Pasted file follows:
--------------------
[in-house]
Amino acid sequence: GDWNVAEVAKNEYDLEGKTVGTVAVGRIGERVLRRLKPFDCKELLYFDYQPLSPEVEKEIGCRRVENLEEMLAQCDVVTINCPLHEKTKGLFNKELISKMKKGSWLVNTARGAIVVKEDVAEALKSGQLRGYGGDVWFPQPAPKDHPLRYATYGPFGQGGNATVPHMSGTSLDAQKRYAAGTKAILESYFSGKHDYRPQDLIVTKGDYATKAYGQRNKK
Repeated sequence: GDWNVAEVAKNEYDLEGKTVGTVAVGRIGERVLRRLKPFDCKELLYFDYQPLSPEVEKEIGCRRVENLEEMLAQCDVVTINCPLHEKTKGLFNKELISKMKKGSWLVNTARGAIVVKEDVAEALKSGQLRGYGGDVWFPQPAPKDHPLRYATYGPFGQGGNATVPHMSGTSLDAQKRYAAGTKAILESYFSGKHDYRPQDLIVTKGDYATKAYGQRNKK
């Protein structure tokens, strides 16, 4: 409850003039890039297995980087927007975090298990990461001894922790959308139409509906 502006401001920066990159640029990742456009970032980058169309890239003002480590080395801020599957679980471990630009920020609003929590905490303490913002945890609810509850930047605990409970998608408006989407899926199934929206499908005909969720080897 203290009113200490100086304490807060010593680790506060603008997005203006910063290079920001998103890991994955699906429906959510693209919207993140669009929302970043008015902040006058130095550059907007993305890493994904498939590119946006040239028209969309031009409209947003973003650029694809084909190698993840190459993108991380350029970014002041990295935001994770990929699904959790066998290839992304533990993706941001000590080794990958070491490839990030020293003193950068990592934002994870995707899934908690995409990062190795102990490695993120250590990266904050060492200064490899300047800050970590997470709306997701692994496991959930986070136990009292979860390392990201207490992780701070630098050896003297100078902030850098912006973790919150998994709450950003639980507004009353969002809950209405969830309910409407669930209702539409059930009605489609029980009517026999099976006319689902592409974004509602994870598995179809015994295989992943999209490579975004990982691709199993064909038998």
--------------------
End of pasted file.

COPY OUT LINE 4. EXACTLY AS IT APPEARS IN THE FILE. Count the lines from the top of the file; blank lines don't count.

């Protein structure tokens, strides 16, 4: 409850003039890039297995980087927007975090298990990461001894922790959308139409509906 502006401001920066990159640029990742456009970032980058169309890239003002480590080395801020599957679980471990630009920020609003929590905490303490913002945890609810509850930047605990409970998608408006989407899926199934929206499908005909969720080897 203290009113200490100086304490807060010593680790506060603008997005203006910063290079920001998103890991994955699906429906959510693209919207993140669009929302970043008015902040006058130095550059907007993305890493994904498939590119946006040239028209969309031009409209947003973003650029694809084909190698993840190459993108991380350029970014002041990295935001994770990929699904959790066998290839992304533990993706941001000590080794990958070491490839990030020293003193950068990592934002994870995707899934908690995409990062190795102990490695993120250590990266904050060492200064490899300047800050970590997470709306997701692994496991959930986070136990009292979860390392990201207490992780701070630098050896003297100078902030850098912006973790919150998994709450950003639980507004009353969002809950209405969830309910409407669930209702539409059930009605489609029980009517026999099976006319689902592409974004509602994870598995179809015994295989992943999209490579975004990982691709199993064909038998």